Speech 2nd Australia-Chile Economic Leadership Forum
Melbourne 6 December, 2016
Download the presentation
Introduction (slide 1)
Good morning everyone. It’s a great pleasure for me to be here today and to speak with you at this Australia-Chile Economic Leadership Forum.
You’ve heard a lot about the Australia-Chile relationship so far, and so today I’d really like to speak to you about “The Big picture through the unique lense of the Australian Trade and Investment Commission” and what this picture could mean for the relationship moving forward.
As you’re all well aware, the mining sector has been an important block in the foundation of the relationship between our two countries; one that has had significant flow on effects for other parts of the industry. Indeed, there are now over 90 Australian companies providing services and technologies to Chile’s mining industry and Austrade has worked to both support our established companies and also to provide opportunities for new entrants.
But now, I’m going to focus on our plan to take the Australia-Chile bilateral trade and investment relationship to the next level. Following on from our success in mining, businesses in other industries have begun to enter Chile with greater regularity, whilst more sophisticated trading platforms are enhancing the way in which we do commerce globally. As both Chile and Australia’s economies diversify, it is these emerging areas that will become the new engines of growth between our two countries, and therefor today I’ll be sharing with you:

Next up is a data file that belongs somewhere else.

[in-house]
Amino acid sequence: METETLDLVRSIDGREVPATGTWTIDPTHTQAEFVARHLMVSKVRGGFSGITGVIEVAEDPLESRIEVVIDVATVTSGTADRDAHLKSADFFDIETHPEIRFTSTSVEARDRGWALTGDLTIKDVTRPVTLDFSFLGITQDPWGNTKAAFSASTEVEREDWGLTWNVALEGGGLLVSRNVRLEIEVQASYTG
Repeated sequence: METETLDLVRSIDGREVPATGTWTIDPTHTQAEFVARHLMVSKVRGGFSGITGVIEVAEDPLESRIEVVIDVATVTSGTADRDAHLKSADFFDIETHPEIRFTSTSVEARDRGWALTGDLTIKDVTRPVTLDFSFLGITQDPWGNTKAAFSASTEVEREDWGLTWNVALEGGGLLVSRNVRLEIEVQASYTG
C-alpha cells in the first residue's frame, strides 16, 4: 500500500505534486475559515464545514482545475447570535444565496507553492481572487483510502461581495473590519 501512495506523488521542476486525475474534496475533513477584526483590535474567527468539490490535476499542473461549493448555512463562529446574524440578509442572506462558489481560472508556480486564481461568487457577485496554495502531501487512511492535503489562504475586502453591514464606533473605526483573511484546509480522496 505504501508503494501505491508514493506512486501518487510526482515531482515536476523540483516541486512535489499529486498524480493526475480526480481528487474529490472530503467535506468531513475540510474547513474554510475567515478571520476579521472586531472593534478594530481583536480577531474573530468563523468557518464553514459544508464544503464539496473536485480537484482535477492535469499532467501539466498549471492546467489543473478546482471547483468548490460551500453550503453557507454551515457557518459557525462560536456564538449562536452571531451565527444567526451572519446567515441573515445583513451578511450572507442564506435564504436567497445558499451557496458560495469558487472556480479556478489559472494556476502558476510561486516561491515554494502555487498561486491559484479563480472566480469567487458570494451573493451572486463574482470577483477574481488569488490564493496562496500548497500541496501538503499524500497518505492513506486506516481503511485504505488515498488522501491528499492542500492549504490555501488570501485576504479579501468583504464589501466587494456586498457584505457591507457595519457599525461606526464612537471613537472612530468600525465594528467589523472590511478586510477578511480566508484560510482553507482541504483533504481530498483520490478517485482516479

1) the trends we have identified beyond the mining sector
2) How we can boost these new areas by joining forces: Going from competition to competitive complementarity
3) How Australians are using Chile as a springboard for doing business regionally.
1. Chile 3.0: Beyond mining
So where is our trade relationship now?